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New sign honours the legacy of Manitoba’s Dufferin Gang, ahead of Remembrance Day

Click to play video: 'New sign honours the legacy of Manitoba’s Dufferin Gang, ahead of Remembrance Day'
New sign honours the legacy of Manitoba’s Dufferin Gang, ahead of Remembrance Day
WATCH: A new sign was put up in Selkirk in honour of nearly three dozen men and women from the Manitoba community who fought in the Second World War – Nov 10, 2023

Driving down Dufferin Avenue in Selkirk, Man., Lorraine Karandiuk often passes by the mural of her father and nearly three dozen other men and women who enlisted to fight in the Second World War.

It’s a mural that was set up in honour of the Dufferin Gang, a name given to the group of people from that one single street who joined the fight. Directly opposite sits a newly unveiled interpretive sign that commemorates the legacy of the group. It was unveiled on Friday, a day before Remembrance Day.

In a press release issued on Nov. 10, the City of Selkirk said the sign will the tell the story of the men and women who volunteered.

Karandiuk said she remembers her father, John V. Sinclair, as being a happy-go-lucky man, who raised her along with her 10 siblings.

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“When he came back from the war, he spent almost three years in the hospital in recovery …  he was still using canes when he (and my mom) got married,” Karandiuk said. “He worked at the Manitoba Rolling Mill, basically his whole life. He was down at Booth Fisheries for a while prior to going to the Rolling Mill. He lived his whole life in Selkirk and did really well with all of his children.”

Lorraine Karandiuk says her father, John V. Sinclair, was a happy-go-lucky man who spent three years in the hospital recovering after the Second World War. Randall Paull / Global News

She added that her father didn’t talk much about his experiences of war, choosing instead to keep a lot of it to himself. But he did talk about other people he knew from his time on the front lines and the places he went to in Europe.

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He was very proud of all his buddies, Karandiuk said, and remained in touch with some of them even after the war.

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“A few of them didn’t come back. But the majority of them did come back … I would say at least 90 per cent of them, they all stayed in touch with each other.”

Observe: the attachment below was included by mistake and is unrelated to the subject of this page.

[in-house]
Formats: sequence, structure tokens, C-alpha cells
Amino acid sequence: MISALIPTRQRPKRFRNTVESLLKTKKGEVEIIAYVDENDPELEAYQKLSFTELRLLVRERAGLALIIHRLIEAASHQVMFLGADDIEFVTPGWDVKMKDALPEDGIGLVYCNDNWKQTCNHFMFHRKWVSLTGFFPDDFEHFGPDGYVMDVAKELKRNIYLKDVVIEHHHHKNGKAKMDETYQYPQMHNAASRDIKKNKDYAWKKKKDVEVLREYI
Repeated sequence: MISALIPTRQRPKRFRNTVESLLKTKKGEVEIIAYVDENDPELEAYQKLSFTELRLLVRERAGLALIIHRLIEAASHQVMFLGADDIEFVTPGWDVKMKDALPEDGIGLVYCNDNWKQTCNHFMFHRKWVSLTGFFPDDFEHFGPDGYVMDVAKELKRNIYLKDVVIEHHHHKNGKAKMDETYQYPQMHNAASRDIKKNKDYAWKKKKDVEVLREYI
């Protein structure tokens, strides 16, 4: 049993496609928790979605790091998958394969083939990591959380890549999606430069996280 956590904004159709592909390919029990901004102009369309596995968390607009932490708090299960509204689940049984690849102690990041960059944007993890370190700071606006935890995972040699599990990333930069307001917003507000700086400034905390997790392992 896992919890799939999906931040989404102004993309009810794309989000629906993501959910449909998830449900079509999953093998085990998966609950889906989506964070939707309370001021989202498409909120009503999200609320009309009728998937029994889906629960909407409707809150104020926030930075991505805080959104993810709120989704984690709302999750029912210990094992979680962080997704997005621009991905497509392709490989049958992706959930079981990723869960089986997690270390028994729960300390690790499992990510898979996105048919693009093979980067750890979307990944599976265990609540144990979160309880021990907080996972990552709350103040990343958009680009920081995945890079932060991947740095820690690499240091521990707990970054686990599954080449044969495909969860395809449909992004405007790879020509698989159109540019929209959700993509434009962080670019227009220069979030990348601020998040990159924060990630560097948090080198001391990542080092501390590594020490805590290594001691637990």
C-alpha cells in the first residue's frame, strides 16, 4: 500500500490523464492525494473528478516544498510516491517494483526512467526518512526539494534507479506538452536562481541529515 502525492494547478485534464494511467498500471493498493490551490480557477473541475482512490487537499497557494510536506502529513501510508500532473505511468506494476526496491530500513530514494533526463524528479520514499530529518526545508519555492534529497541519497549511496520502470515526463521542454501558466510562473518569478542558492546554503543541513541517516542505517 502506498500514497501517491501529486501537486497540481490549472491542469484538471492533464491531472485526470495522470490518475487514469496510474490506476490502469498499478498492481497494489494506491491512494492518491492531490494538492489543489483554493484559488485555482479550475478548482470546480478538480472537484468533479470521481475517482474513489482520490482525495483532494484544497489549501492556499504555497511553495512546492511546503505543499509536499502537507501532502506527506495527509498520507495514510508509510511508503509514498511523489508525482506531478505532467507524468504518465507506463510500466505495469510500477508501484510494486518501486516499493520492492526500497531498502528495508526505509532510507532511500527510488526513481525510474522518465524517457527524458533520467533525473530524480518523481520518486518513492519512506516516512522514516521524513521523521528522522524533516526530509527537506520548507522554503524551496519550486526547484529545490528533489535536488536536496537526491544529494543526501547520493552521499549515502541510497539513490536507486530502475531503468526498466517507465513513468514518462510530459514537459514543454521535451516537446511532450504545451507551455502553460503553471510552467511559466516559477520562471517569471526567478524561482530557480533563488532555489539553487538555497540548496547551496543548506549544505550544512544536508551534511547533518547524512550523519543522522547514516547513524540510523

Glen Laye is the son of one of the members of the Dufferin Gang. In Friday’s press release, he said that his father, Jack Laye, never talked about how the group was one of the largest from a single street to enlist in the war.

A newly unveiled sign honouring the Dufferin Gang was unveiled on Nov. 10, 2023. It sits on Dufferin Avenue, in Selkirk, Man., opposite a mural depicting the 31 men and women from the street who joined to fight in the Second World War. Randall Paull / Global News

Laye joined two other individuals hoping to erect a monument, an initiative that began in 2010 and which led to the repainting of the mural on Dufferin Avenue.

“I always said if they were looking down on us, they’d be saying, ‘What the hell is the fuss about,'” Laye said.

Selkirk mayor Larry Johannson said the story of the Dufferin Gang would carry throughout generations, courtesy of the new interpretive sign.

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“There will be residents and there will be non-residents that will come by this corner, and they’ll see the mural. They’ll stop to look at the historic street here and they’re going to read the signboard and they’re going to have that with them for the rest of their lives,” Johannson said. “It’s something that’s going to go on. Generation to generation.”

Speaking to Global News, he added the men and women were ordinary people who left everything behind not knowing what the outcome was going to be.

“They had the foresight. They wanted to keep Canada the best country in the world. They wanted to keep Manitoba the best province in the world,” Johannson said. “And I think in the back of their minds and in mine too, (keeping) Selkirk as the best place to live. I commend them for having the courage to go and fight in the war.”

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